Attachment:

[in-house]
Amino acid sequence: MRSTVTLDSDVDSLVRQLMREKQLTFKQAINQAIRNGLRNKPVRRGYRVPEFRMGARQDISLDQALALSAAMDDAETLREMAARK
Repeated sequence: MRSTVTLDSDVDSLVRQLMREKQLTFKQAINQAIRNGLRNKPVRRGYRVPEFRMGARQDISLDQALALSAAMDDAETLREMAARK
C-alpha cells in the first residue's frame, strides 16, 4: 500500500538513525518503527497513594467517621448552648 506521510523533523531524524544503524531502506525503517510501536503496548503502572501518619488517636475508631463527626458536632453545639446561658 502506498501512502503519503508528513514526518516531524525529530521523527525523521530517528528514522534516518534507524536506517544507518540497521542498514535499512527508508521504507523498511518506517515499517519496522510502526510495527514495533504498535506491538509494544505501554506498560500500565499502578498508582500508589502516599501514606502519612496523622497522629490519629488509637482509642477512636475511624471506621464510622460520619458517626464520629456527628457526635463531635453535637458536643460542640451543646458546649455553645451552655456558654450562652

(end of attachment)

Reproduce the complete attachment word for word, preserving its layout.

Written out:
[in-house]
Amino acid sequence: MRSTVTLDSDVDSLVRQLMREKQLTFKQAINQAIRNGLRNKPVRRGYRVPEFRMGARQDISLDQALALSAAMDDAETLREMAARK
Repeated sequence: MRSTVTLDSDVDSLVRQLMREKQLTFKQAINQAIRNGLRNKPVRRGYRVPEFRMGARQDISLDQALALSAAMDDAETLREMAARK
C-alpha cells in the first residue's frame, strides 16, 4: 500500500538513525518503527497513594467517621448552648 506521510523533523531524524544503524531502506525503517510501536503496548503502572501518619488517636475508631463527626458536632453545639446561658 502506498501512502503519503508528513514526518516531524525529530521523527525523521530517528528514522534516518534507524536506517544507518540497521542498514535499512527508508521504507523498511518506517515499517519496522510502526510495527514495533504498535506491538509494544505501554506498560500500565499502578498508582500508589502516599501514606502519612496523622497522629490519629488509637482509642477512636475511624471506621464510622460520619458517626464520629456527628457526635463531635453535637458536643460542640451543646458546649455553645451552655456558654450562652